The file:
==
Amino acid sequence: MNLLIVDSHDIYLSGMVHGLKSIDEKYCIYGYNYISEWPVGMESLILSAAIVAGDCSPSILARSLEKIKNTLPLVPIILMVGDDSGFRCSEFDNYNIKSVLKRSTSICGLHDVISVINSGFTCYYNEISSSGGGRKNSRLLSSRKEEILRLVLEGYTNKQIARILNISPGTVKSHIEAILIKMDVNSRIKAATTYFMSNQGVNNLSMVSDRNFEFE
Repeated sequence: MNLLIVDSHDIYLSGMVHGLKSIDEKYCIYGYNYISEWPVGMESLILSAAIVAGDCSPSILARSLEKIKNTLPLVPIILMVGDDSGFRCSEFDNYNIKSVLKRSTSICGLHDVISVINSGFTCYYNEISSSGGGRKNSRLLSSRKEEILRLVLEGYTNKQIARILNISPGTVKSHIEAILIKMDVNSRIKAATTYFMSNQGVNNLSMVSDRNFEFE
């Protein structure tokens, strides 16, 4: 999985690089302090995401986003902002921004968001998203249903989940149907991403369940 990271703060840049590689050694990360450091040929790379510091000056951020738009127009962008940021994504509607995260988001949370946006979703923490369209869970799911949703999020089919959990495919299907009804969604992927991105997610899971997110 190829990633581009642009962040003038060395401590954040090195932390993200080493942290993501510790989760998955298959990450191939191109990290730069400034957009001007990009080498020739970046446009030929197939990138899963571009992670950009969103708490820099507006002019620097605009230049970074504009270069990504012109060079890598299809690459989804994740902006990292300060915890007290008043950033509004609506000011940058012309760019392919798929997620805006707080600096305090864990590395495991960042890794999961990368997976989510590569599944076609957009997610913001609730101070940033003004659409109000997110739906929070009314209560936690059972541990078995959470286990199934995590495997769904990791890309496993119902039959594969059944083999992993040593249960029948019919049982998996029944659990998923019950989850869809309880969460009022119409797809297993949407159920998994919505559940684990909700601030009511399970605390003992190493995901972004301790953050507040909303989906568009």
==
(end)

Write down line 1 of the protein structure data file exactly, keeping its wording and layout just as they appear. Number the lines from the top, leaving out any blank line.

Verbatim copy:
Amino acid sequence: MNLLIVDSHDIYLSGMVHGLKSIDEKYCIYGYNYISEWPVGMESLILSAAIVAGDCSPSILARSLEKIKNTLPLVPIILMVGDDSGFRCSEFDNYNIKSVLKRSTSICGLHDVISVINSGFTCYYNEISSSGGGRKNSRLLSSRKEEILRLVLEGYTNKQIARILNISPGTVKSHIEAILIKMDVNSRIKAATTYFMSNQGVNNLSMVSDRNFEFE